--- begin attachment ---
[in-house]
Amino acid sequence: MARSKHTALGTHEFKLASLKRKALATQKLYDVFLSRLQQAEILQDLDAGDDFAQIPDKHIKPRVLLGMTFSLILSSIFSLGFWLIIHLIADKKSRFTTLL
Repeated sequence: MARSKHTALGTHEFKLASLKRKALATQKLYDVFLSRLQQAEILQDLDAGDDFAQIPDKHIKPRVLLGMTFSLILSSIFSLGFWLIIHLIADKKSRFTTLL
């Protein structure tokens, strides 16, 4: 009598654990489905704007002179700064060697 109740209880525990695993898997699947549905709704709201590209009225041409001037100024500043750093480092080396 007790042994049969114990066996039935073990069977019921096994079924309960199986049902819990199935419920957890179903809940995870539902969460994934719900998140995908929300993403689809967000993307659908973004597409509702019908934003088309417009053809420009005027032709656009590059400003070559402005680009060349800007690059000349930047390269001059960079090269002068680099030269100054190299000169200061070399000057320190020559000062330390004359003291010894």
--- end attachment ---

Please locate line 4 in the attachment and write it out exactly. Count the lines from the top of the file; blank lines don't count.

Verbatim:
């Protein structure tokens, strides 16, 4: 009598654990489905704007002179700064060697 109740209880525990695993898997699947549905709704709201590209009225041409001037100024500043750093480092080396 007790042994049969114990066996039935073990069977019921096994079924309960199986049902819990199935419920957890179903809940995870539902969460994934719900998140995908929300993403689809967000993307659908973004597409509702019908934003088309417009053809420009005027032709656009590059400003070559402005680009060349800007690059000349930047390269001059960079090269002068680099030269100054190299000169200061070399000057320190020559000062330390004359003291010894």